Chakraborty, Swati (2015-05). At-Speed Path Delay Test. Master's Thesis. Thesis uri icon

abstract

  • This research describes an approach to test metastability of flip-flops with help of multiple at-speed capture cycles during delay test. K longest paths per flip-flop test patterns are generated, such that a long path on one clock cycle feeds a long path on the next clock cycle, and so on. Traditional structural delay tests do not test whether time borrowing or stealing is working correctly, since only a single at-speed cycle is tested. To detect path delay faults for the multi-cycle paths, it is necessary to start a path at a register and end at a register while passing through another register, testing the longest paths between each pair of registers. This requires three or more at-speed cycles, rather than the two of traditional Launch on Capture test. This produces power supply noise closer to functional mode, and permits the testing of flip-flop metastability and time-borrowing latches, that cannot be tested by any other structural test technique. The path generation algorithm uses the circuit structure, and then the paths are sequentially justified using Boolean Satisfiability algorithms. The algorithm has been implemented in C++ on an Intel Core i7 machine. Experiments have been performed on various ISCAS benchmark circuits in both robust and non-robust path generation technique to evaluate our approach.
  • This research describes an approach to test metastability of flip-flops with help of multiple at-speed capture cycles during delay test. K longest paths per flip-flop test patterns are generated, such that a long path on one clock cycle feeds a long path on the next clock cycle, and so on. Traditional structural delay tests do not test whether time borrowing or stealing is working correctly, since only a single at-speed cycle is tested.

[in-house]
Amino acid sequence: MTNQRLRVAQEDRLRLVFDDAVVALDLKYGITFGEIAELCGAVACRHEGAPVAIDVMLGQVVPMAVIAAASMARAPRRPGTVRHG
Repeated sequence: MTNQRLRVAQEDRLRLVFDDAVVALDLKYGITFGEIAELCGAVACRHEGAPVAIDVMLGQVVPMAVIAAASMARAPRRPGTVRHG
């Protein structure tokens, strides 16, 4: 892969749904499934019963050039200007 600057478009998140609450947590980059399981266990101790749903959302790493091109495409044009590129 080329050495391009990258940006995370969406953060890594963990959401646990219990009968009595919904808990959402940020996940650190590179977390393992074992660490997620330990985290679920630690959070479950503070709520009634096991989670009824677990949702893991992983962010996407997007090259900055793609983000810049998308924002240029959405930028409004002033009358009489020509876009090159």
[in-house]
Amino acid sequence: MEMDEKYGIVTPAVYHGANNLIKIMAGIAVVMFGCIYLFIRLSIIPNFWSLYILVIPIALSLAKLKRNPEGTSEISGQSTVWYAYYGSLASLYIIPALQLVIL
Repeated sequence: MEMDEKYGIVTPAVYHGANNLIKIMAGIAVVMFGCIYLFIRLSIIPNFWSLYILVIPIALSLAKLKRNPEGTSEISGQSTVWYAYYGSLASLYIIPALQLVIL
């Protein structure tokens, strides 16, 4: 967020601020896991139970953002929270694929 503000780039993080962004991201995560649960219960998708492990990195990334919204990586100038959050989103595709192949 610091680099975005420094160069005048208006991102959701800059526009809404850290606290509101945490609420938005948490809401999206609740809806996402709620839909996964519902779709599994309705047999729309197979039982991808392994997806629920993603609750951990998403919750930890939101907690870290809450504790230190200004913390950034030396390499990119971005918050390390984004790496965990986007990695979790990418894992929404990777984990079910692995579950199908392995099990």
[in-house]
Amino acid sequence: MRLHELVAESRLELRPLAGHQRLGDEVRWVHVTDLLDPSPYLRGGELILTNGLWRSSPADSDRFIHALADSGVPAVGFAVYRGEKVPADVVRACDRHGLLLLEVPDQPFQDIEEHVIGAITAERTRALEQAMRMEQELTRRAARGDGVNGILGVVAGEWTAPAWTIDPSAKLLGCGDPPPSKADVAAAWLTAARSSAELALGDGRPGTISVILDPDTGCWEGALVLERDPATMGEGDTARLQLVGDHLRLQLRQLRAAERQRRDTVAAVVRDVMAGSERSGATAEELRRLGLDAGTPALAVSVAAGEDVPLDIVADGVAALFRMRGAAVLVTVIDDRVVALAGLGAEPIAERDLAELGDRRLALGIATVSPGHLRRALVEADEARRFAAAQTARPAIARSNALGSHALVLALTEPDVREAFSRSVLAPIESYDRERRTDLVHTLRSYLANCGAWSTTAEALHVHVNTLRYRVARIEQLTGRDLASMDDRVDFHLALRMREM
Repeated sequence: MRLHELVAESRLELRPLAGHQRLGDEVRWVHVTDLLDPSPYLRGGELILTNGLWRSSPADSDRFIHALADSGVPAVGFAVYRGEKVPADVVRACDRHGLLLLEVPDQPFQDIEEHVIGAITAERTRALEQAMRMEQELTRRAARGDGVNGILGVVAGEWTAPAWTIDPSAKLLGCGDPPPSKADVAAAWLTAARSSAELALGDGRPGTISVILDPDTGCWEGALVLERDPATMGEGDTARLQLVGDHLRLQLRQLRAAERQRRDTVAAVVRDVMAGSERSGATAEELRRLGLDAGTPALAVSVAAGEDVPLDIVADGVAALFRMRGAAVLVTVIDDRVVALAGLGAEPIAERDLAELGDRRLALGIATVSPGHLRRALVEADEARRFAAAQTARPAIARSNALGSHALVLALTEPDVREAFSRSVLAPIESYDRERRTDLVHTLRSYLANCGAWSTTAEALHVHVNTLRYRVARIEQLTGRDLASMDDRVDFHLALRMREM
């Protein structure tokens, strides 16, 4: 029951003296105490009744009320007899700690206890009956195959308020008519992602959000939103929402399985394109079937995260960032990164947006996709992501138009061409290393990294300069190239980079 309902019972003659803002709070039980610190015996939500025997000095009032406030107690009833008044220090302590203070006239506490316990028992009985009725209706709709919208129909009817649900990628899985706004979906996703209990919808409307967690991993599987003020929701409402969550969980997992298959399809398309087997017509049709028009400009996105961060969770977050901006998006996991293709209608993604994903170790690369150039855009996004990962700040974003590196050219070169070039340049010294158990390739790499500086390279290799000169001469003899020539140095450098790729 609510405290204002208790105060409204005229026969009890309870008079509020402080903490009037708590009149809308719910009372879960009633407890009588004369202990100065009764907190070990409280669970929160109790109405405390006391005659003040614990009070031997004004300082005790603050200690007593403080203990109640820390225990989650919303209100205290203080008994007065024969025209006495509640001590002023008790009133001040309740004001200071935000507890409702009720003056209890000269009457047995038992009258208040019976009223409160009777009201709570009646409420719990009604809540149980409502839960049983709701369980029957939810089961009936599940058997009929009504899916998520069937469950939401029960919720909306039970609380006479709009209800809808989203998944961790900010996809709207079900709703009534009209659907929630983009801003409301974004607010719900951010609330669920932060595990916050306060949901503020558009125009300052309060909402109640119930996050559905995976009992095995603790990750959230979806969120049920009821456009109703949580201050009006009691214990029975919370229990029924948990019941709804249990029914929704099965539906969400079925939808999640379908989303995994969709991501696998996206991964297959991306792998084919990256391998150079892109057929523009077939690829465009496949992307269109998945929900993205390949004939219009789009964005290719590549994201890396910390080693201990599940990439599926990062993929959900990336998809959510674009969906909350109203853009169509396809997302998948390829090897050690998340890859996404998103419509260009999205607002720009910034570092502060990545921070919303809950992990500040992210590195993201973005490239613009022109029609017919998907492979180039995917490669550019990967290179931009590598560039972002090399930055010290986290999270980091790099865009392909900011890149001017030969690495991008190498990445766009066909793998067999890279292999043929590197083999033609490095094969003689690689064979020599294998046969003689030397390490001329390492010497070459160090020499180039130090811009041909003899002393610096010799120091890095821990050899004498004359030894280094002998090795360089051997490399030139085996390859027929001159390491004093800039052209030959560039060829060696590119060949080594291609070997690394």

To detect path delay faults for the multi-cycle paths, it is necessary to start a path at a register and end at a register while passing through another register, testing the longest paths between each pair of registers. This requires three or more at-speed cycles, rather than the two of traditional Launch on Capture test. This produces power supply noise closer to functional mode, and permits the testing of flip-flop metastability and time-borrowing latches, that cannot be tested by any other structural test technique. The path generation algorithm uses the circuit structure, and then the paths are sequentially justified using Boolean Satisfiability algorithms.

    The algorithm has been implemented in C++ on an Intel Core i7 machine. Experiments have been performed on various ISCAS benchmark circuits in both robust and non-robust path generation technique to evaluate our approach.

publication date

  • May 2015